Despite record growth of the Ghanaian economy in recent times, the growth is still fragile in that it depends on primary commodities and external markets instead of being driven by a structural transformation of the economy. Ghanaians are looking for a transformation that puts local businesses on a higher pedestal and delivers jobs for the teeming youth.
Ahead of the December polls the need to transform the economy from raw materials-based to an industrial economy is accepted by all the political parties. This should have been a marked departure from the policies that governments have pursued over the years. Policies such as the unbridled liberalization pioneered by the International Monetary Fund and the World Bank and the worse of all is the current proposed free trade agreement, Economic Partnership Agreement (EPA) between ECOWAS/Ghana and the European Union.
Unfortunately, the testing of the candidates’ understanding of this trade pact (EPA) and its devastating effect on domestic enterprise development, structural transformation among others, through questions posed to them at the Institute of Economic Affairs (IEA) evening encounters show that the candidates do not have in-depth understanding of trade and investment issues contained in the EPA and how they will paralyse their desire to transform the Ghanaian economy.
Two months ago when the Presidential Candidate of the NPP, Nana Akufo-Addo, availed himself at the IEA Platform, a question was posed to him about this trade pact, which was initialled by the NPP Administration, and how it will impact on the Party’s transformative agenda for this country. To the surprise of many, he indicated in a jovial manner, that he will call Alan Kyerematen, from Addis Ababa to come and help. He proceeded to say that the European partners understand and if there is the need to review the agreement it will be reviewed. In actual fact there is no a review clause in the initialled agreement. It is in perpetuity and so any review will not be possible if it is signed.
Also, on Thursday, 18 October, 2012, His Excellency, the President, John Dramani Mahama, also took his turn at IEA evening encounter. The President’s view was sought on how the challenges of the poultry sector could be reconciled with the proposed free trade agreement with the European Union. The President, indicated that Ghana was committed to the ECOWAS process but also Ghana and Ivory Coast stand ‘to lose’ if the EPAs are not concluded and hence the desire to break ranks with ECOWAS and sign an agreement with the European Union because of ‘export disruptions’. Specifically, according to the President, Ghana’s leading exports (cocoa beans) will suffer export restrictions from the European Union. This gave me sleepless nights because it is untrue.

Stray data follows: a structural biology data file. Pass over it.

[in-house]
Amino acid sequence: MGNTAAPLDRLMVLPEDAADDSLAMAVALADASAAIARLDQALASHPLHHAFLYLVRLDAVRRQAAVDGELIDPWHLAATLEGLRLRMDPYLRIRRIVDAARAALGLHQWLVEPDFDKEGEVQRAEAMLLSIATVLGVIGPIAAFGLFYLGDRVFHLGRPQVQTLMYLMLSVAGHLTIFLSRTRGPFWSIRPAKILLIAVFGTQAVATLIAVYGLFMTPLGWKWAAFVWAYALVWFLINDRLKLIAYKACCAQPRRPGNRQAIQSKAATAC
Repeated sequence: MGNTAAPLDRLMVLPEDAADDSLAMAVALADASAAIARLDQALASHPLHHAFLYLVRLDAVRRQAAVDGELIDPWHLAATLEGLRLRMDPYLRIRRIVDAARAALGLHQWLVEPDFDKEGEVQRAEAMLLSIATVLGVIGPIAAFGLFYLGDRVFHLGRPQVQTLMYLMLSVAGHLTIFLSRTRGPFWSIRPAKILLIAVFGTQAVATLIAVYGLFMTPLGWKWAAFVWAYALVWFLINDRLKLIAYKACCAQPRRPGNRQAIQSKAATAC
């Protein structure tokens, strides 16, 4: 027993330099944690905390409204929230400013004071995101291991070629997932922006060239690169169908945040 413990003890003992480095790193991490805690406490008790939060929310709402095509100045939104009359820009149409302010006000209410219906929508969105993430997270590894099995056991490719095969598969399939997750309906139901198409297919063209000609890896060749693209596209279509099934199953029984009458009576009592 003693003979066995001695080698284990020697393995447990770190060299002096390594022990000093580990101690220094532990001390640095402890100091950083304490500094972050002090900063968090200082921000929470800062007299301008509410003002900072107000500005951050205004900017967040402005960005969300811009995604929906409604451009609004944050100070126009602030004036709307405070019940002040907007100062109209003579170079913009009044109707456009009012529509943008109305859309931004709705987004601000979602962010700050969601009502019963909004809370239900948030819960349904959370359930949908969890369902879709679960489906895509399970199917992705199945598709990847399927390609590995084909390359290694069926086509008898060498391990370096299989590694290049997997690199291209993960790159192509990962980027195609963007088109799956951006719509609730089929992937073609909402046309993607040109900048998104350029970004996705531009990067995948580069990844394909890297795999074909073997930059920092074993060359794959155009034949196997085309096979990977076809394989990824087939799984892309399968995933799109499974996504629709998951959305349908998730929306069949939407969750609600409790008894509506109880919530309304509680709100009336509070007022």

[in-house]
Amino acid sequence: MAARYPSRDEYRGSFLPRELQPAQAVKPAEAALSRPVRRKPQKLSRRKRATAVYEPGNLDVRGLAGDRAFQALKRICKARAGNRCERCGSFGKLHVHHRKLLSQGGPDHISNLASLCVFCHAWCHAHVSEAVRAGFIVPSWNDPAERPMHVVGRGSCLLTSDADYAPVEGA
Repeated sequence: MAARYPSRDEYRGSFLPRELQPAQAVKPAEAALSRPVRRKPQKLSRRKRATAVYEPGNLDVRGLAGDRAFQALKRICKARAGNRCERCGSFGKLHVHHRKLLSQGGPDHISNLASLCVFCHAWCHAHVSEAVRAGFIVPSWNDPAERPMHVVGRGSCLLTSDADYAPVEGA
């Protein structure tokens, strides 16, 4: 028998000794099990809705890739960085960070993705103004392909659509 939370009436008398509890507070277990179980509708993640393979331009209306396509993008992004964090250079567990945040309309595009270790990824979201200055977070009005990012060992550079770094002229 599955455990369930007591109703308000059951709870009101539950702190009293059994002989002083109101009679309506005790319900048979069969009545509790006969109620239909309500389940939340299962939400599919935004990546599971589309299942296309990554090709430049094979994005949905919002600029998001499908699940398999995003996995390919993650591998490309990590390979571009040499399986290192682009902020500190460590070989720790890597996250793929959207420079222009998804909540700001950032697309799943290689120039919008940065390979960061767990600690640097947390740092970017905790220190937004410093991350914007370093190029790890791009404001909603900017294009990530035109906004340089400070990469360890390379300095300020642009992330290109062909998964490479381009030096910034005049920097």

With all respect to the candidates, the responses were ill-informed and anti-developmental. There are two different directions in which the EPA negotiations are proceeding-the ECOWAS stance with the logic of integrating the ECOWAS market, which squares with the drive by the African Union to boost intra-African trade. This hinges on the logic of structural transformation of ECOWAS countries, among others and securing the regional market for domestic firms. The other direction is where some member countries are threatening to break ranks with ECOWAS and go solo. This promotes the interest of the European Union of having unimpeded access to raw materials based on a divided ECOWAS and Africa. This, regrettably, is the path being contemplated by the Government of the day. The assertion that Ghana’s cocoa beans will suffer export restrictions is untrue. It is proper that all Ghanaians understand the motive behind the EU’s unrelenting push for the EPA and the vain arguments by the Ministry of Trade and Industry over the years.
Under the current regime, goods from Ghana, mostly raw materials, enter the EU market duty-free. By 2016, Ghana might trade with the EU under a new trade regime called the Generalized System of Preferences (GSP) if Ghana does not sign the EPA agreement.
Goods under such a trade regime will attract duties as low as 2% and as high as about 20% depending on the product as they enter the EU market. Specifically reverting to the standard GSP scheme, about 70% of exports would continue to face zero tariffs to the EU. Exports of cocoa beans, hardwood lumber, gold and diamonds would be unaffected by changes in tariffs. This is because they are in line with the EU’s desire for raw materials. However, leading exports of tuna would face tariff increases of between 18% and 20%, fruit and vegetables exports (2-8%), and cocoa butter and paste (4-6%) because they will compete with EU processed products.
It was in the light of this that ECOWAS adopted a regional mechanism in the form of a solidarity fund to compensate Ghana, Cote d’Ivoire and Cape Verde as a stop-gap measure and a strategy to counteract the intransigent, bullying and divisive position of the EU in the EPA negotiations. The ECOWAS solidarity fund is meant to absorb the trade adjustment costs so that ECOWAS will move as a community.